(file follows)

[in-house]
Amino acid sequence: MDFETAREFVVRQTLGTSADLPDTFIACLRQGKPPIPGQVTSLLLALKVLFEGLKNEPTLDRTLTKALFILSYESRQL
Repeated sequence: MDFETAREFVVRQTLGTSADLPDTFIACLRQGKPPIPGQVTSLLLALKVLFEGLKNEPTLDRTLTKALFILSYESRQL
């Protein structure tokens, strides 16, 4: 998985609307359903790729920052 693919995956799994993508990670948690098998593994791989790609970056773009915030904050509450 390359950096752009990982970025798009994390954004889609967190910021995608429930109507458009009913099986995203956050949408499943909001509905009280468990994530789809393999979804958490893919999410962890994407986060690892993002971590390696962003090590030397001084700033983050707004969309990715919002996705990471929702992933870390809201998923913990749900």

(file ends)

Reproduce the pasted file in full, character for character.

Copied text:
[in-house]
Amino acid sequence: MDFETAREFVVRQTLGTSADLPDTFIACLRQGKPPIPGQVTSLLLALKVLFEGLKNEPTLDRTLTKALFILSYESRQL
Repeated sequence: MDFETAREFVVRQTLGTSADLPDTFIACLRQGKPPIPGQVTSLLLALKVLFEGLKNEPTLDRTLTKALFILSYESRQL
């Protein structure tokens, strides 16, 4: 998985609307359903790729920052 693919995956799994993508990670948690098998593994791989790609970056773009915030904050509450 390359950096752009990982970025798009994390954004889609967190910021995608429930109507458009009913099986995203956050949408499943909001509905009280468990994530789809393999979804958490893919999410962890994407986060690892993002971590390696962003090590030397001084700033983050707004969309990715919002996705990471929702992933870390809201998923913990749900």